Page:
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Indoor photography can be a real challenge. Here are four tips to manage the light conditions and take great shots without professional equipment.
Choose lenses with a short or medium focal length—24 to 50 mm—and, in particular, a wide aperture—ideally between f/1.4 and f/2.8.
Using the widest possible aperture allows you to capture more light in less time and gives you a blurry background, known as shallow depth of field. If the light conditions allow and you want more depth of field, narrow the aperture by one or two stops, perhaps going from f/2.8 to f/3.5.
Under low light conditions, increasing the ISO is a good idea. However, it is best to avoid using your camera’s highest sensitivity setting, especially if it’s a compact. This could lead to grainy colour noise in your pictures as a result of colour management. Instead, choose an ISO setting of 400 or 800—in most cases, that will do it. Only increase the ISO setting if your camera lens does not open wide enough to expose the shot properly.
Determine what time of day your window gets the best light, then ask your subject to pose beside it. Avoid facing the window directly, or your subject will be backlit and dark. If you want this effect, you could use your flash to highlight your subject in the shadows.
When shooting at night, find the strongest light sources and have your models pose close to them. In this case, be sure to use your white balance settings: use “tungsten” for yellow light, “fluorescent” for white light, and “flash” if you’re using the flash.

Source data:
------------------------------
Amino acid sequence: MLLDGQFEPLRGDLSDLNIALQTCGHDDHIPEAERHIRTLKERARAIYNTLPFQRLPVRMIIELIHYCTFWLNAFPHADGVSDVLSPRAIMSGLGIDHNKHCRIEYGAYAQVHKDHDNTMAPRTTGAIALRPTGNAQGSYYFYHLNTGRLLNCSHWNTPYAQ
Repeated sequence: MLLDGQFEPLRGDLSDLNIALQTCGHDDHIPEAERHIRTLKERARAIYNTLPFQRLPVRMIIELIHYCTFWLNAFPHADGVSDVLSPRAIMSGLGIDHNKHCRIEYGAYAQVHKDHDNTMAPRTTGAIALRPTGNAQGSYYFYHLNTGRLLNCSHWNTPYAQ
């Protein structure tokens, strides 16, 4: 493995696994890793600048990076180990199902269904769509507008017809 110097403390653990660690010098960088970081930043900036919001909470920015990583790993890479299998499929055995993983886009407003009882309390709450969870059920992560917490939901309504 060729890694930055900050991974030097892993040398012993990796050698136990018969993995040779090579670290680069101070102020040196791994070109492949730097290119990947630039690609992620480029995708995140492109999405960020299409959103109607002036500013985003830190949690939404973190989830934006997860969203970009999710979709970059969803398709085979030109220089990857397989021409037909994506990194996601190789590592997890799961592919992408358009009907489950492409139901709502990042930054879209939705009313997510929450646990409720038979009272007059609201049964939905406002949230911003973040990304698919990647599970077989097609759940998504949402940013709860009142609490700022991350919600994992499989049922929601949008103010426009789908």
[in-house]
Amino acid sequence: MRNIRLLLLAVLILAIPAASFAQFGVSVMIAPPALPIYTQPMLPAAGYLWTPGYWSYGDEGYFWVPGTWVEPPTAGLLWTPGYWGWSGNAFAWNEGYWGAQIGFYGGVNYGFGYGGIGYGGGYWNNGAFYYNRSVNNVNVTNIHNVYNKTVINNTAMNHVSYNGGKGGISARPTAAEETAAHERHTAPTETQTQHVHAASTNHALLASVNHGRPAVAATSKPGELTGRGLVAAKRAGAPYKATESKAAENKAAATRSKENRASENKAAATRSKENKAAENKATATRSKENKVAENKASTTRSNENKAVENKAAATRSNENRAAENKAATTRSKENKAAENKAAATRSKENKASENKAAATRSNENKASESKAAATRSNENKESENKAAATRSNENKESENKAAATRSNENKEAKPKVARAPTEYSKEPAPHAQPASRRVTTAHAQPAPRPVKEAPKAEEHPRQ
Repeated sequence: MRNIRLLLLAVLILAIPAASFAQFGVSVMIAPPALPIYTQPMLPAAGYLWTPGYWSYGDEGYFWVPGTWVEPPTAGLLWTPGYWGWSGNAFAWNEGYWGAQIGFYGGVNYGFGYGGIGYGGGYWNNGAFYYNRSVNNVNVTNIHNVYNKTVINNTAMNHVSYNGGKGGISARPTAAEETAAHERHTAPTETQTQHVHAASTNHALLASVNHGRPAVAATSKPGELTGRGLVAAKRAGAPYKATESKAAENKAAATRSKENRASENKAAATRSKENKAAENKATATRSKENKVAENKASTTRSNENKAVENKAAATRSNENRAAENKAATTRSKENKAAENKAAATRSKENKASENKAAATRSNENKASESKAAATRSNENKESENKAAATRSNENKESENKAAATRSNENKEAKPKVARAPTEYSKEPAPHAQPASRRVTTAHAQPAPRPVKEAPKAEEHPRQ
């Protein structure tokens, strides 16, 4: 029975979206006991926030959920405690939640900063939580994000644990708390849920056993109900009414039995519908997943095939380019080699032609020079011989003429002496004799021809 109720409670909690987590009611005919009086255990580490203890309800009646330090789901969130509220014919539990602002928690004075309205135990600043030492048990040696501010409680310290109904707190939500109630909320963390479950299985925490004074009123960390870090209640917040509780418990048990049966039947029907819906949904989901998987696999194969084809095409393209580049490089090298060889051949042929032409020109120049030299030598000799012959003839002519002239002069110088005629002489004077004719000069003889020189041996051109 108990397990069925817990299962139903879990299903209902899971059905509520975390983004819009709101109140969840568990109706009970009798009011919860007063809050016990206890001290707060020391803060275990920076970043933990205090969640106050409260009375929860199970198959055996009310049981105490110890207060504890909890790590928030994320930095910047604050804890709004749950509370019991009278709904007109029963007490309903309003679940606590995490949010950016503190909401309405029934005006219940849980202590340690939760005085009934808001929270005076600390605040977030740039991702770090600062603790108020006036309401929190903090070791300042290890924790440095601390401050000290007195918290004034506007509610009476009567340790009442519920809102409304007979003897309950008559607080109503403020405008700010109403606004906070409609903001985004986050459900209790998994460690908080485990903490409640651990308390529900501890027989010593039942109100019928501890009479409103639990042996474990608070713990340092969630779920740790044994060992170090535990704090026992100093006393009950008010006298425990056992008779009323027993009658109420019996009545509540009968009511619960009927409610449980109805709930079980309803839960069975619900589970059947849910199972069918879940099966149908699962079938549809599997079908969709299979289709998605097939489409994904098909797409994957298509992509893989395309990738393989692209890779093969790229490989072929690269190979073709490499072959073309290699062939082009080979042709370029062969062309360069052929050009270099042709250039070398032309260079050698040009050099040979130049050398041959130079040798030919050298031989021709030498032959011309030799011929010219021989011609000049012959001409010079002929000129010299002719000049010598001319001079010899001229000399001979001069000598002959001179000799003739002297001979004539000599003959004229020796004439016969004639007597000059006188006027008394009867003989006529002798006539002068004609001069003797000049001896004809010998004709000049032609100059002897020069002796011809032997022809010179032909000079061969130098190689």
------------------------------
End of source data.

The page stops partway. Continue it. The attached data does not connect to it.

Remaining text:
Still not getting enough light despite your best efforts? Then it’s time to get out your flash. If you have an external flash, create indirect light by pointing the flash at a white wall or ceiling (see figure below).
The built-in flashes on single-lens reflex and compact cameras tend to make the foreground too bright and the background too dark. Solve this problem by underexposing the shot by 1.3 EV (exposure value). This will keep your subject from looking like a vampire!
Move around the room to find the best angle. Pay attention to details and the decor. For example, is the line created by a row of chairs interesting? Look at the curves and transparency of glassware, the colour of knickknacks, the way a curtain is draped—these can be strong factors in a good composition.
Tip: Move closer to your subject instead of zooming in, especially when using a digital zoom. This will give you a cleaner shot and you can easily change angles and how the shot is framed.
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